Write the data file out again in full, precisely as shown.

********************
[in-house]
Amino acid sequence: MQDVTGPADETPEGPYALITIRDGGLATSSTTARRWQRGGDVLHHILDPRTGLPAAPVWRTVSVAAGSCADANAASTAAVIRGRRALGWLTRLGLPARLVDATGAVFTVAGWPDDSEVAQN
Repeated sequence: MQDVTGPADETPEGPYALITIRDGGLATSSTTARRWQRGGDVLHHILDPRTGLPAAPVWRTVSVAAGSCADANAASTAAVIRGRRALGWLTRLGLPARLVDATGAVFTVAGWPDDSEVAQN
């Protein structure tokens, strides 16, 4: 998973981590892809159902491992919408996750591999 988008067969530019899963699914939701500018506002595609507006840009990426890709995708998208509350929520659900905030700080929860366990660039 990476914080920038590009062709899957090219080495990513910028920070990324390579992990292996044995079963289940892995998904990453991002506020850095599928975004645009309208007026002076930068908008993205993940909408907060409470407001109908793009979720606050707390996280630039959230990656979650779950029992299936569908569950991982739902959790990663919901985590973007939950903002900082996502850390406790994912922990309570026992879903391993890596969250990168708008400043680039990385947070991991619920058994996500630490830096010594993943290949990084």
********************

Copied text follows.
[in-house]
Amino acid sequence: MQDVTGPADETPEGPYALITIRDGGLATSSTTARRWQRGGDVLHHILDPRTGLPAAPVWRTVSVAAGSCADANAASTAAVIRGRRALGWLTRLGLPARLVDATGAVFTVAGWPDDSEVAQN
Repeated sequence: MQDVTGPADETPEGPYALITIRDGGLATSSTTARRWQRGGDVLHHILDPRTGLPAAPVWRTVSVAAGSCADANAASTAAVIRGRRALGWLTRLGLPARLVDATGAVFTVAGWPDDSEVAQN
């Protein structure tokens, strides 16, 4: 998973981590892809159902491992919408996750591999 988008067969530019899963699914939701500018506002595609507006840009990426890709995708998208509350929520659900905030700080929860366990660039 990476914080920038590009062709899957090219080495990513910028920070990324390579992990292996044995079963289940892995998904990453991002506020850095599928975004645009309208007026002076930068908008993205993940909408907060409470407001109908793009979720606050707390996280630039959230990656979650779950029992299936569908569950991982739902959790990663919901985590973007939950903002900082996502850390406790994912922990309570026992879903391993890596969250990168708008400043680039990385947070991991619920058994996500630490830096010594993943290949990084």